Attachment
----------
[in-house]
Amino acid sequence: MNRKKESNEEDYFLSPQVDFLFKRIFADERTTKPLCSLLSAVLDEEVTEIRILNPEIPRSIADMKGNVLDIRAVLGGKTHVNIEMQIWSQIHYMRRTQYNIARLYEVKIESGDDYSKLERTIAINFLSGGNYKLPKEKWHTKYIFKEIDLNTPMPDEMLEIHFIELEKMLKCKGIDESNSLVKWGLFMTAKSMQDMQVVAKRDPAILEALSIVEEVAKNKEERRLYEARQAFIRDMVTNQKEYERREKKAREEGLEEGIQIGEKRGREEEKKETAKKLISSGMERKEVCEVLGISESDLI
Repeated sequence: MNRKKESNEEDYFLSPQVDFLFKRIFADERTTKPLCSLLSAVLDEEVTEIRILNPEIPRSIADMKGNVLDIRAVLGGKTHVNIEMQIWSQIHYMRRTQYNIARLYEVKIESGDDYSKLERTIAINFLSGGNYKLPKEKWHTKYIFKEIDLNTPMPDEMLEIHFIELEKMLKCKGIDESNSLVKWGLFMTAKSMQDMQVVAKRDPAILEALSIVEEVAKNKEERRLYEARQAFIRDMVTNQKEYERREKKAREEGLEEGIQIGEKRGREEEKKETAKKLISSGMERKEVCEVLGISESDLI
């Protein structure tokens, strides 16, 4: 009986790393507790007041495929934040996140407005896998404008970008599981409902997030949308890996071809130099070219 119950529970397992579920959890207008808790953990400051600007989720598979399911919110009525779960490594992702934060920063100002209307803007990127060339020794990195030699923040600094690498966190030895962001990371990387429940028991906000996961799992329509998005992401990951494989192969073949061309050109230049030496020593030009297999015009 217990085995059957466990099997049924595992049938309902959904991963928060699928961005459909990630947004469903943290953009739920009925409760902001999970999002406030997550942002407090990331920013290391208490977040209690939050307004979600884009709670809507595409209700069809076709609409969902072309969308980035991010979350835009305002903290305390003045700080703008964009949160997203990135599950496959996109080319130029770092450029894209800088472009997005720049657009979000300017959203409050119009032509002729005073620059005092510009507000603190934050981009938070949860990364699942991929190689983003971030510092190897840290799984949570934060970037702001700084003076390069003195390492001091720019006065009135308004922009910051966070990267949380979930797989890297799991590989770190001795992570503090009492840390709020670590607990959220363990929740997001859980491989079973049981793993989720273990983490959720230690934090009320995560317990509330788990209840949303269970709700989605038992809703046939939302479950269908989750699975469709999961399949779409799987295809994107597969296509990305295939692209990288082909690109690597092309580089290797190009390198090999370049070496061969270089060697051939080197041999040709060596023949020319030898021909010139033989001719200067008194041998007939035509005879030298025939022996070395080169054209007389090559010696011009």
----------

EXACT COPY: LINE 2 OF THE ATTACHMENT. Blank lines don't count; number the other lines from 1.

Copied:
Amino acid sequence: MNRKKESNEEDYFLSPQVDFLFKRIFADERTTKPLCSLLSAVLDEEVTEIRILNPEIPRSIADMKGNVLDIRAVLGGKTHVNIEMQIWSQIHYMRRTQYNIARLYEVKIESGDDYSKLERTIAINFLSGGNYKLPKEKWHTKYIFKEIDLNTPMPDEMLEIHFIELEKMLKCKGIDESNSLVKWGLFMTAKSMQDMQVVAKRDPAILEALSIVEEVAKNKEERRLYEARQAFIRDMVTNQKEYERREKKAREEGLEEGIQIGEKRGREEEKKETAKKLISSGMERKEVCEVLGISESDLI